Archaic strains of methicillin-resistant Staphylococcus aureus: molecular and microbiological properties of isolates from the 1960s in Denmark

Microb Drug Resist. Spring 2000;6(1):1-10. doi: 10.1089/mdr.2000.6.1.


Methicillin-resistant Staphylococcus aureus (MRSA) isolated in the 1960s in Denmark are among the historically earliest samples of these bacteria. We determined microbiological and molecular properties of 46 such isolates. They showed remarkably uniform properties, which included: (i) low methicillin MIC value (6-25 microg/ml); (ii) heterogeneous expression of resistance; (iii) the presence of a single, common, mecA polymorph II; (iv) lack of the regulatory gene mecI; (v) frequent lack of Tn554; and (vi) a common pulsed-field gel electrophoresis (PFGE) type. These properties, together with the chronological dates of isolation, and recovery of the strains from 18 hospitals scattered over Denmark, suggest that they represent a lineage close in time to the evolutionary origin of European strains of MRSA.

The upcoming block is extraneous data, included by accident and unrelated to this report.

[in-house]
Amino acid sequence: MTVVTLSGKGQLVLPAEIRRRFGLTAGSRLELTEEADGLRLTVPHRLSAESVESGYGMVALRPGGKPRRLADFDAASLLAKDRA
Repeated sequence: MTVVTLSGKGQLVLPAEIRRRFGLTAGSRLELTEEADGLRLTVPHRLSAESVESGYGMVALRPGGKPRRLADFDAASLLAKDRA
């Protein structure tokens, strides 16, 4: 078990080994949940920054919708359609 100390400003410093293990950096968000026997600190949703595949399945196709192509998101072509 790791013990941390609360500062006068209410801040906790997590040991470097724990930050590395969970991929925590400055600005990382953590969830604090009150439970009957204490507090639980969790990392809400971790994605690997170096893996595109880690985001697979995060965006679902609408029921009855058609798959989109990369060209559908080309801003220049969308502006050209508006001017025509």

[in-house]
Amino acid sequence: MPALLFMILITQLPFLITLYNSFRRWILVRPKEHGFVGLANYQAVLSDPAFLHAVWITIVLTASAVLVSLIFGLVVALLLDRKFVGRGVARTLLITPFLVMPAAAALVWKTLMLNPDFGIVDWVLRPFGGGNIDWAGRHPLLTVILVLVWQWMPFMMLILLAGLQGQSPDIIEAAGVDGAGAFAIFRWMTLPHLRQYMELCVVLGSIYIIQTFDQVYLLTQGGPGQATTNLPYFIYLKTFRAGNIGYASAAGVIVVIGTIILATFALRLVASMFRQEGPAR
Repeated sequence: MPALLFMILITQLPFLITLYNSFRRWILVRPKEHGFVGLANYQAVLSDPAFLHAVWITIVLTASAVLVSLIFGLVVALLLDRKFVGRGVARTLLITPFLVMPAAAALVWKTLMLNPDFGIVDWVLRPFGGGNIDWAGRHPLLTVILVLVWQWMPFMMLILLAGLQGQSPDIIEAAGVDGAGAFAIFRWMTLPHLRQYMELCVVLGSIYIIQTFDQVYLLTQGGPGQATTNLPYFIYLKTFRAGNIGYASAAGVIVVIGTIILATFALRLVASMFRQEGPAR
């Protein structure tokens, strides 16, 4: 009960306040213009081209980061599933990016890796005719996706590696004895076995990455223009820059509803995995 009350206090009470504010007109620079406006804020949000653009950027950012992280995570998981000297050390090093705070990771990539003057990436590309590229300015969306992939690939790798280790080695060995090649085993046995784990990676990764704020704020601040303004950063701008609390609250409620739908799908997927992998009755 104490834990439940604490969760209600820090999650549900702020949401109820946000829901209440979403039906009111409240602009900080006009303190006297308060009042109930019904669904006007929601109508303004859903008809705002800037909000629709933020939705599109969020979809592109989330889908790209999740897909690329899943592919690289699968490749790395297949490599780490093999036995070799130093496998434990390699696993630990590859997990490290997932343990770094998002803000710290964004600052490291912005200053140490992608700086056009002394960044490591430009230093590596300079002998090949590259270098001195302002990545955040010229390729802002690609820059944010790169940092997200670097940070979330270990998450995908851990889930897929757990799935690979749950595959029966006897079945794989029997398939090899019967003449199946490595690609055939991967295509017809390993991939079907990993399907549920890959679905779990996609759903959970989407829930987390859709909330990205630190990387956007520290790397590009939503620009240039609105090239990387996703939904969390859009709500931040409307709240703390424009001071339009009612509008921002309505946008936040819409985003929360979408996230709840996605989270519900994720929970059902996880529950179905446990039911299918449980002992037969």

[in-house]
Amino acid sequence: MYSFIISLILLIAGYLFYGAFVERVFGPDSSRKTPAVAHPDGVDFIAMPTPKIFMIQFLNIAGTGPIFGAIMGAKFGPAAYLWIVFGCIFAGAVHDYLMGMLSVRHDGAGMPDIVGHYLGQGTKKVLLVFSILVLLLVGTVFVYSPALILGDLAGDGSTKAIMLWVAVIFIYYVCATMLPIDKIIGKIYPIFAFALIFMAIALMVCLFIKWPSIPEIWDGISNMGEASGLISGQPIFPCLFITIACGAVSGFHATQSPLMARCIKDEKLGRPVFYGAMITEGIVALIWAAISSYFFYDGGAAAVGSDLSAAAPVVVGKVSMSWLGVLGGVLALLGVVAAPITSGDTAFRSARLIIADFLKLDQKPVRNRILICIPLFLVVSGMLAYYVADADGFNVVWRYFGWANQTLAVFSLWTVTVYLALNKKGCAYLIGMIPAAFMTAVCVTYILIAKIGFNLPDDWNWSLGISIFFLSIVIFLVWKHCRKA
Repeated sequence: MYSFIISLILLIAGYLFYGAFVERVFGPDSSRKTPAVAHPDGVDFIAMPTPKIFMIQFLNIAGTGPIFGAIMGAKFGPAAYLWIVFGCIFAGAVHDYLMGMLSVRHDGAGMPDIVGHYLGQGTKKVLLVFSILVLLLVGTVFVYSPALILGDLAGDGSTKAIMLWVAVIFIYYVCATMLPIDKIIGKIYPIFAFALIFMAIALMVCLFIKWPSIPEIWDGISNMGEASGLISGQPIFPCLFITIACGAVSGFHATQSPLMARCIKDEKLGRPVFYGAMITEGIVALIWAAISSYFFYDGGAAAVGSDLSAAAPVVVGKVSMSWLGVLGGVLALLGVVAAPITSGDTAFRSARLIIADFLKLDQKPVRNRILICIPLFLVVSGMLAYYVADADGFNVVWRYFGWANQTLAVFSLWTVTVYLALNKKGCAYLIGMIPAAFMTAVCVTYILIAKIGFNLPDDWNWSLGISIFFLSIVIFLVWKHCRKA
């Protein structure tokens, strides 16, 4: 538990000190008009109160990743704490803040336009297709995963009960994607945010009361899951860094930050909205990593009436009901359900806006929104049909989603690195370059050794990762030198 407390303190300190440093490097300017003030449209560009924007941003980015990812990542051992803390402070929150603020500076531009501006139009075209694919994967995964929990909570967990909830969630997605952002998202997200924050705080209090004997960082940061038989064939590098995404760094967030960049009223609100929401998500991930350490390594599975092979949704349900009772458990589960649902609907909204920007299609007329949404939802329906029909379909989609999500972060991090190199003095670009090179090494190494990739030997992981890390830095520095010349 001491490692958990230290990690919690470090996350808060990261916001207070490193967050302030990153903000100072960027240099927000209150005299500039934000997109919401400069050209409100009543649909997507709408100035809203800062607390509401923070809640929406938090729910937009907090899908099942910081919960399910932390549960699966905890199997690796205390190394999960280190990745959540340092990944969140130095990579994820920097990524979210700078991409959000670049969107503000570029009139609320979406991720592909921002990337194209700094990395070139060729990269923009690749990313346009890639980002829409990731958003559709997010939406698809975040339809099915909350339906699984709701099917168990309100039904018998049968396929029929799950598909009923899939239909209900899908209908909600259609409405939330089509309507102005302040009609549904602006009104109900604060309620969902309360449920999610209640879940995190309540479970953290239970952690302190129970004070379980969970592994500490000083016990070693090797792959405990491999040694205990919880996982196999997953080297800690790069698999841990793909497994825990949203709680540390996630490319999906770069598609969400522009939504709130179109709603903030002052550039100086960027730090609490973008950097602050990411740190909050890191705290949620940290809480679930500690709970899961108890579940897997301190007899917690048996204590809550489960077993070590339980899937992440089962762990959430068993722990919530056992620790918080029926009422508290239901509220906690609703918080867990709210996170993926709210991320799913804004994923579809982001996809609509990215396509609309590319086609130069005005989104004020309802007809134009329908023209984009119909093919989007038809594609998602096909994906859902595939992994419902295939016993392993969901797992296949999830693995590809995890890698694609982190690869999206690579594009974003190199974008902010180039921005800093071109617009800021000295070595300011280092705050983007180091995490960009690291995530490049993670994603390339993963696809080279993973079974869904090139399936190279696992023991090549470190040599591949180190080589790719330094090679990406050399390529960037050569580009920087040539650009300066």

Publication types

  • Comparative Study
  • Research Support, Non-U.S. Gov't

MeSH terms

  • Anti-Bacterial Agents / pharmacology
  • DNA Transposable Elements
  • Denmark
  • Electrophoresis, Gel, Pulsed-Field
  • Genes, Bacterial*
  • Methicillin Resistance / genetics*
  • Microbial Sensitivity Tests
  • Polymorphism, Genetic
  • Species Specificity
  • Staphylococcus aureus / classification
  • Staphylococcus aureus / drug effects
  • Staphylococcus aureus / genetics
  • Staphylococcus aureus / isolation & purification*


  • Anti-Bacterial Agents
  • DNA Transposable Elements